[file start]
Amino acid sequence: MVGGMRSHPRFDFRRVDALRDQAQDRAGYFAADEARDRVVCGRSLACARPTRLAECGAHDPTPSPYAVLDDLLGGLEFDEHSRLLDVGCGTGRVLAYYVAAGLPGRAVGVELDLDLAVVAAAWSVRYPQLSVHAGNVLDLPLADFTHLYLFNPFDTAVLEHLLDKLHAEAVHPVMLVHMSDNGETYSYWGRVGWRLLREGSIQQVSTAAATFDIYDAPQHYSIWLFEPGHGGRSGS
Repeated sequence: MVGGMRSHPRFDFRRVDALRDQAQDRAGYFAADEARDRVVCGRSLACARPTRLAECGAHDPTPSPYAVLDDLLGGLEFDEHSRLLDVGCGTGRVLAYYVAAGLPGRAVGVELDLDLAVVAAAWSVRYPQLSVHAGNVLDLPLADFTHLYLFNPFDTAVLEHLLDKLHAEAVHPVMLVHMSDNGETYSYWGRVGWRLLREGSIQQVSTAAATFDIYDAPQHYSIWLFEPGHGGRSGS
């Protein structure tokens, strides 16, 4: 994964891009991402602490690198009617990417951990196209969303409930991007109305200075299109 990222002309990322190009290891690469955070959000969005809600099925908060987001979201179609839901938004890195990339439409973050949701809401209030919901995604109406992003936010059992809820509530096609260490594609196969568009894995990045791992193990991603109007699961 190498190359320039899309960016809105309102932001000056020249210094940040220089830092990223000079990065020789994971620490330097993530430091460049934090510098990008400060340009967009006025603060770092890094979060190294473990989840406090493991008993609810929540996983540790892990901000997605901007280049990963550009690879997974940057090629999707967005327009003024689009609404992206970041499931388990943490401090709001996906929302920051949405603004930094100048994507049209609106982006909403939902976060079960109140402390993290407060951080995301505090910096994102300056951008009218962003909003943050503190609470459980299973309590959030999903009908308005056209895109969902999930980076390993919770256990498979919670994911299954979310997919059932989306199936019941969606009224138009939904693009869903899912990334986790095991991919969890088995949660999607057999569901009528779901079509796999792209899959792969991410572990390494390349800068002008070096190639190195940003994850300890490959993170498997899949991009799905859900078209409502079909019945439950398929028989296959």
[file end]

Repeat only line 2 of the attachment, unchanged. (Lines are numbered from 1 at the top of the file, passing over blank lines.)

Repeated sequence: MVGGMRSHPRFDFRRVDALRDQAQDRAGYFAADEARDRVVCGRSLACARPTRLAECGAHDPTPSPYAVLDDLLGGLEFDEHSRLLDVGCGTGRVLAYYVAAGLPGRAVGVELDLDLAVVAAAWSVRYPQLSVHAGNVLDLPLADFTHLYLFNPFDTAVLEHLLDKLHAEAVHPVMLVHMSDNGETYSYWGRVGWRLLREGSIQQVSTAAATFDIYDAPQHYSIWLFEPGHGGRSGS